The public ordeal between Mary and Liz Cheney is painful to watch. The Post reports:

Mary Cheney, left, daughter of former Vice President Dick Cheney, and her partner Heather Poe at the Republican National Convention on Sept. 1, 2004 (JEFF HAYNES/AFP/Getty Images) Mary Cheney, left, daughter of former vice president Dick Cheney, and her partner Heather Poe at the Republican National Convention in 2004. (JEFF HAYNES/AFP/Getty Images)

In an appearance on “Fox News Sunday,” Liz Cheney reiterated her opposition to same-sex marriage, telling host Chris Wallace that she disagrees with her younger sister, Mary, a lesbian who married her longtime partner Heather Poe in 2012.

“I love Mary very much. I love her family very much. This is just an issue on which we disagree,” Liz Cheney said.

That prompted a swift rebuke from Mary Cheney and Poe, who took to Facebook to voice their disapproval in strikingly personal terms. “Liz has been a guest in our home, has spent time and shared holidays with our children, and when Mary and I got married in 2012 — she didn’t hesitate to tell us how happy she was for us,” wrote Poe. “To have her now say she doesn’t support our right to marry is offensive to say the least.” Mary Cheney shared Poe’s message on the social networking Web site, adding, “Liz — this isn’t just an issue on which we disagree — you’re just wrong — and on the wrong side of history.”

This is not the first incident during Liz’s brief Senate race. In August a similar public back-and-forth occurred. There plainly is an element of surprise, if not shock, on the part of Mary. The New York Times reports:

Mary Cheney, 44, said in a phone interview Sunday that she presumed her sister shared her father’s views on marriage, and that view was reinforced because Liz Cheney “was always very supportive” of her relationship with Ms. Poe and the couple’s two children. She learned otherwise in August when Liz Cheney declared, shortly after announcing her Senate candidacy, that she was opposed to same-sex marriage rights. Mary Cheney said it is now “impossible” for the sisters to reconcile as long as Liz Cheney maintains that position.

Whatever your views on gay marriage, one feels like an inadvertent eavesdropper on a conversation made all the more embarrassing because it is playing out in the national media. The Senate and country will do fine whatever the outcome in the GOP primary in Wyoming; it’s certainly not worth sacrificing a familial relationship. (Most poignantly, we learn, “As for Mary Cheney, she said that when she gets together with her parents these days, they know which subjects not to bring up. ‘They come over for dinner and we don’t talk about Liz or the race,’ she said. ‘There is so much more to talk about.’ The Cheneys have tried to be ‘as neutral as they can,’ added Mary Cheney. ‘My parents are stuck in an awful position.'” Oh, my.)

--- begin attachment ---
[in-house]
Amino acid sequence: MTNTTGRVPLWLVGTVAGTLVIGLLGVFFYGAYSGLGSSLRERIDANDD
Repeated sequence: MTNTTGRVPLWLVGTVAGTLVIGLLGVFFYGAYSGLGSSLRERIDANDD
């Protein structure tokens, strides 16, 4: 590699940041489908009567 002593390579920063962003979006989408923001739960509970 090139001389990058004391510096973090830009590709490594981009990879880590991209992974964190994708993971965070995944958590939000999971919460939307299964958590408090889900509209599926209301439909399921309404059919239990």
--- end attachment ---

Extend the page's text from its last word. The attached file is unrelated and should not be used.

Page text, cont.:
It then struck me that while the effort to unseat Sen. Mike Enzi (R-Wyo.) might not have been the best idea, the Senate should have the benefit of a Cheney woman — tough on defense, strong on the Second Amendment and with a no-nonsense attitude toward liberal elites. Well, why not Mary? Here are 10 good reasons why she may be the Cheney for the Senate.

1. Mary and her family live in Virginia, where the GOP is in disarray and without a good candidate for the 2014 Senate race against Sen. Mark Warner, who has never really been tested by a capable opponent and who, like all Democrats, has an Obamacare problem.

2. Mary is an experienced campaigner and strategist, having assisted her father most ably in 2000 and 2004.

3. Mary certainly would represent a new generation of conservatives — tolerant, diverse and able to shatter the image of the GOP as the party of older, richer, white males. (The Times quotes Mary: “What amazes me is that [Liz] says she’s running to be a new generation of leader. I’m not sure how sticking to the positions of the last 20 or 30 years is the best way to do that.”)

4. Mary has roots in Virginia (along with her parents, having lived most of her life here), and won’t have the carpetbagger problem to worry about.

5. Mary is articulate and deals adeptly with the media, as seen from the sympathetic coverage in two of the biggest national newspapers.

6. She has her father’s tell-tale bluntness. (The Times: “Reminded by a reporter that such criticism could complicate her sister’s Senate campaign, Mary Cheney offered a clipped answer reminiscent of her father’s terse style. ‘O.K.,’ she said, before letting silence fill the air.”)

7. Having worked for both the Colorado Rockies and Coors Brewing and now for AOL, she has solid private-sector experience in the business world, something in short supply in the Senate.

8.  She has a ready-made slogan voiced by her father in 2004: “Freedom means freedom for everyone.”

9.  As a working mother she can talk to quality-of-life issues (health care, flex-time, education) that Republicans are struggling to address.

10. She has a supportive spouse. In politics that is crucial these days.

UPDATE: Dick and Lynne Cheney have weighed in as gingerly as possible. One longs for the era in which none of this was anyone’s business but the family’s.